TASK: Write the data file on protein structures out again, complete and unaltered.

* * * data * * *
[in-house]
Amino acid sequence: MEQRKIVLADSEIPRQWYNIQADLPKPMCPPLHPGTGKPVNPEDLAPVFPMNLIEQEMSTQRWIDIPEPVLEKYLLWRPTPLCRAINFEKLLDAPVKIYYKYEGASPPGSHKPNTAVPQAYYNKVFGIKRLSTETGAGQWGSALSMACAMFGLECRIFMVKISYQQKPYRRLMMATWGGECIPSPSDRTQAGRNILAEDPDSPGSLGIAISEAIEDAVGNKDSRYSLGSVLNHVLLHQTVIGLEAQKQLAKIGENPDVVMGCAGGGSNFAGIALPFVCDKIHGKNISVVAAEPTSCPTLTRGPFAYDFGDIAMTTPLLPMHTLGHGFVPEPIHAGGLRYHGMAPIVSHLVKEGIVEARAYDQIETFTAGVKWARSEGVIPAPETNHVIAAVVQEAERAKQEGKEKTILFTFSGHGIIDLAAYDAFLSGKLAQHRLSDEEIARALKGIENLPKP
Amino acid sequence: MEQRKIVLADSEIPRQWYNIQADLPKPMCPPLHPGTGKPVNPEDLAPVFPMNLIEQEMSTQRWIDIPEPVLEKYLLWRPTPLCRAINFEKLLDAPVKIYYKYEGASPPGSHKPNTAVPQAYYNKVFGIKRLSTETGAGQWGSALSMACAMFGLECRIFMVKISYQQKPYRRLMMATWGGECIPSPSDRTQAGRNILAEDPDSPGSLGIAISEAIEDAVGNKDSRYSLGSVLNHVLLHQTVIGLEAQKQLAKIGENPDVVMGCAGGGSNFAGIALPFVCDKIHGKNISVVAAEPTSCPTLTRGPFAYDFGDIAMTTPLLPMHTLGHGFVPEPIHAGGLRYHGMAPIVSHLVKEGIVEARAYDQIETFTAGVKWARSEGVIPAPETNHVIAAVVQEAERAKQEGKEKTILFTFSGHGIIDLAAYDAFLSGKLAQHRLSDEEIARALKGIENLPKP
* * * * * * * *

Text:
[in-house]
Amino acid sequence: MEQRKIVLADSEIPRQWYNIQADLPKPMCPPLHPGTGKPVNPEDLAPVFPMNLIEQEMSTQRWIDIPEPVLEKYLLWRPTPLCRAINFEKLLDAPVKIYYKYEGASPPGSHKPNTAVPQAYYNKVFGIKRLSTETGAGQWGSALSMACAMFGLECRIFMVKISYQQKPYRRLMMATWGGECIPSPSDRTQAGRNILAEDPDSPGSLGIAISEAIEDAVGNKDSRYSLGSVLNHVLLHQTVIGLEAQKQLAKIGENPDVVMGCAGGGSNFAGIALPFVCDKIHGKNISVVAAEPTSCPTLTRGPFAYDFGDIAMTTPLLPMHTLGHGFVPEPIHAGGLRYHGMAPIVSHLVKEGIVEARAYDQIETFTAGVKWARSEGVIPAPETNHVIAAVVQEAERAKQEGKEKTILFTFSGHGIIDLAAYDAFLSGKLAQHRLSDEEIARALKGIENLPKP
Amino acid sequence: MEQRKIVLADSEIPRQWYNIQADLPKPMCPPLHPGTGKPVNPEDLAPVFPMNLIEQEMSTQRWIDIPEPVLEKYLLWRPTPLCRAINFEKLLDAPVKIYYKYEGASPPGSHKPNTAVPQAYYNKVFGIKRLSTETGAGQWGSALSMACAMFGLECRIFMVKISYQQKPYRRLMMATWGGECIPSPSDRTQAGRNILAEDPDSPGSLGIAISEAIEDAVGNKDSRYSLGSVLNHVLLHQTVIGLEAQKQLAKIGENPDVVMGCAGGGSNFAGIALPFVCDKIHGKNISVVAAEPTSCPTLTRGPFAYDFGDIAMTTPLLPMHTLGHGFVPEPIHAGGLRYHGMAPIVSHLVKEGIVEARAYDQIETFTAGVKWARSEGVIPAPETNHVIAAVVQEAERAKQEGKEKTILFTFSGHGIIDLAAYDAFLSGKLAQHRLSDEEIARALKGIENLPKP